How To Master The On-Campus Interview

Published: Aug 11, 2022

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We’ve reached that magical time of year—On-Campus Interviews, or “OCI,” when rising 2Ls across the country are trying on suits, buying portfolios, rehearsing answers to common interview questions, and pouring over the websites for the firms on their schedules in a frantic attempt to tell them apart. Some law students may be eagerly looking forward to OCI, but many approach OCI with some combination of anxiety, exhaustion, and possibly even dread.

It’s understandable to feel any or all these things—after all, OCI is a big deal. But OCI can be an empowering opportunity, if you remember that an interview is just as much for YOU to learn something about a prospective employer, as it is for them to learn something about you. We can’t emphasize this enough: A successful on-campus interview is a two-way street.

While making a good impression is important to secure the coveted callback interview, don’t lose sight of your interview’s other, equally important purpose as a chance for you to learn about a law firm you might want to work at, from someone who currently works there. This is an invaluable perspective that you really only get in the interview context—and yet, far too many law students squander the chance because they don’t understand this truth. Read on for tips on how to get the most out of your OCI experience.

Use Resources like Vault Law

If you’ve ever tried to research firms, you might be left with the impression that they all seem… kind of the same. That’s a perfectly reasonable impression, especially given that most firms participating in OCI offer the same things on paper: large corporate and litigation practices with a few niche areas, impressive clients, landmark deals and lawsuit victories, big-name attorneys, diversity and inclusion programs, great career outlooks, and dazzling summer programs. Moreover, law firm websites are about marketing, so for law students largely unfamiliar with the law firm world, it’s almost impossible to glean what differentiates these firms—including their practices and initiatives—using just their websites. The danger here is that law students run the risk of thinking that because firms all seem the same, that they are the same. That couldn’t be farther from the truth!

This is where resources like Vault Law can make a real difference. Vault Law has the inside information you need to tell firms apart. Through comprehensive—and anonymous, so the answers are real—associate surveys, Vault Law gains a peek into what firms are like on the inside, and even better, provides that information in bite-size profiles. Use the unique insights gained from Vault Law profiles to pinpoint areas you want to know more about for each firm and to craft targeted questions for your OCI interviewers.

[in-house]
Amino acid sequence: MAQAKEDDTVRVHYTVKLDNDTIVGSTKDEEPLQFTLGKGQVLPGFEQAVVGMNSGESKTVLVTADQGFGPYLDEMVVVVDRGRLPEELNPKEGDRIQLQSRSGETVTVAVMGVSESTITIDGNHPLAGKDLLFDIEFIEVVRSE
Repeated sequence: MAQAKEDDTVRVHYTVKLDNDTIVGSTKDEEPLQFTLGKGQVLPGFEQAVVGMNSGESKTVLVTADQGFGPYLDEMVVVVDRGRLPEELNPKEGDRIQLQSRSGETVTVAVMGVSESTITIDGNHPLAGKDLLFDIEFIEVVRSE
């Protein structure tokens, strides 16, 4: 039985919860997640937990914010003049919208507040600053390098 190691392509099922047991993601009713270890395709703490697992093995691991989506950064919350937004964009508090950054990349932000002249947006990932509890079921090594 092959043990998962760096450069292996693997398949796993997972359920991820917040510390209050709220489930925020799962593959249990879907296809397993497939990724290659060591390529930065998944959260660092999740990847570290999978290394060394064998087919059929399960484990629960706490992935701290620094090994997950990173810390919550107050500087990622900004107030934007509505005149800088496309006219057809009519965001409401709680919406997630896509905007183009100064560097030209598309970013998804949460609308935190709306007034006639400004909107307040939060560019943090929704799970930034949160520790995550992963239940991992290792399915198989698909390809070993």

Interviewers are resources too, so use them.

An on-campus interview represents 20 uninterrupted minutes with one or more attorneys who work at a firm you (theoretically) want to work for, and those people can give you valuable information. Too often, law students view the directive to preparing questions for their interviewer as some subtle form of torture and default to the handful of generic interview questions that are acceptable, but also, candidly, often pointless.

Here’s a great example: “What is the firm’s culture?”

To be clear, this question won’t get you into trouble or make you look bad. It’s a “safe” interview question. It’s also probably not going to tell you anything useful about the firm. Think about it: what is your interviewer really going to say, other than broad descriptors like “collegial,” “professional,” “supportive,” and so on? Remember, it’s your interviewer’s job to present his or her firm in the best possible light, in order to attract candidates. Even if your interviewer is deeply unhappy at that firm and strongly dislikes the culture, you certainly won’t hear about it—find me an interviewer who is willing to say, “Actually, this firm is full of jerks” and I guarantee you that person won’t be working there much longer!  

Think about what you actually want to know about the firm (so long as the information you want is something that your interview can realistically tell you). Maybe you want to know how summer associates gain exposure to different practice areas, because it’s done differently at different firms. Or maybe you’re someone who thinks you want to find a firm to settle in and make partner. Why not ask your interviewer something like: What traits do you think help an associate make partner at this firm?

By the end of OCI, you may have gathered some eye-opening data that will really inform your decision, especially if you are lucky enough to land multiple callbacks.

Keep your eyes on the prize.

Of course, all this advice should be taken in the context of getting the job, because all the information gathering in the world won’t help you if the firm doesn’t invite you for a callback. You absolutely still need to make a good impression, and above all, this means making sure that the questions you ask are a) appropriate for a screener interview (don’t ask about vacation time or compensation in a screener); and b) questions that demonstrate a modicum of deep thought (no asking questions you can easily answer on the firm’s website). It also means posing your questions in a professional manner and presenting the best version of yourself—and on that last point, we have good news:

Asking thoughtful questions in a professional manner during an interview will also make you seem like a more engaged, dynamic, and ideal candidate, and significantly boost your chances of getting a callback. In other words, a double win for you.

So get those questions ready, and good luck.

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